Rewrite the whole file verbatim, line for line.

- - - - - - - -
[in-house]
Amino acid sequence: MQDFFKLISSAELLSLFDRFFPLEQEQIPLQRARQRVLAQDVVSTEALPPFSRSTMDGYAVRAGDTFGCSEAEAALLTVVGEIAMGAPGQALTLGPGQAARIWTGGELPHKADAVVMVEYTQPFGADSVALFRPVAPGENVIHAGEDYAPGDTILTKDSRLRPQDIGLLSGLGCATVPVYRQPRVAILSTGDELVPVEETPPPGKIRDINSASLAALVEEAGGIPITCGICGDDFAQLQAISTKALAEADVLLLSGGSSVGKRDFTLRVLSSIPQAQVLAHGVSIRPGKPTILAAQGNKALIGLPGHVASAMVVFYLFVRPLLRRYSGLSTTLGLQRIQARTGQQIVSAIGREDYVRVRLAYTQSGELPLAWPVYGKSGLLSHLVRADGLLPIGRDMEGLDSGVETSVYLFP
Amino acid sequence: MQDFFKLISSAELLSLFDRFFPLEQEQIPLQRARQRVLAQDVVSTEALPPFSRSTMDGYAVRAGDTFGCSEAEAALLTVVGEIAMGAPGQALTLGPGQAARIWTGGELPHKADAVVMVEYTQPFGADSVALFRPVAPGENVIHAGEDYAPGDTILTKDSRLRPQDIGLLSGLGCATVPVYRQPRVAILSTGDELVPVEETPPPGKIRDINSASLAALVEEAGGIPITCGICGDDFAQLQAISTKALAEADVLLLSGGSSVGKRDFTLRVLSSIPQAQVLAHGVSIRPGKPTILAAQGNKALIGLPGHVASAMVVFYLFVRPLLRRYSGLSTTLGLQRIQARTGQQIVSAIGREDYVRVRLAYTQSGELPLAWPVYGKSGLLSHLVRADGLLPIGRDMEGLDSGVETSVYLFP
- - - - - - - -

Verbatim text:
[in-house]
Amino acid sequence: MQDFFKLISSAELLSLFDRFFPLEQEQIPLQRARQRVLAQDVVSTEALPPFSRSTMDGYAVRAGDTFGCSEAEAALLTVVGEIAMGAPGQALTLGPGQAARIWTGGELPHKADAVVMVEYTQPFGADSVALFRPVAPGENVIHAGEDYAPGDTILTKDSRLRPQDIGLLSGLGCATVPVYRQPRVAILSTGDELVPVEETPPPGKIRDINSASLAALVEEAGGIPITCGICGDDFAQLQAISTKALAEADVLLLSGGSSVGKRDFTLRVLSSIPQAQVLAHGVSIRPGKPTILAAQGNKALIGLPGHVASAMVVFYLFVRPLLRRYSGLSTTLGLQRIQARTGQQIVSAIGREDYVRVRLAYTQSGELPLAWPVYGKSGLLSHLVRADGLLPIGRDMEGLDSGVETSVYLFP
Amino acid sequence: MQDFFKLISSAELLSLFDRFFPLEQEQIPLQRARQRVLAQDVVSTEALPPFSRSTMDGYAVRAGDTFGCSEAEAALLTVVGEIAMGAPGQALTLGPGQAARIWTGGELPHKADAVVMVEYTQPFGADSVALFRPVAPGENVIHAGEDYAPGDTILTKDSRLRPQDIGLLSGLGCATVPVYRQPRVAILSTGDELVPVEETPPPGKIRDINSASLAALVEEAGGIPITCGICGDDFAQLQAISTKALAEADVLLLSGGSSVGKRDFTLRVLSSIPQAQVLAHGVSIRPGKPTILAAQGNKALIGLPGHVASAMVVFYLFVRPLLRRYSGLSTTLGLQRIQARTGQQIVSAIGREDYVRVRLAYTQSGELPLAWPVYGKSGLLSHLVRADGLLPIGRDMEGLDSGVETSVYLFP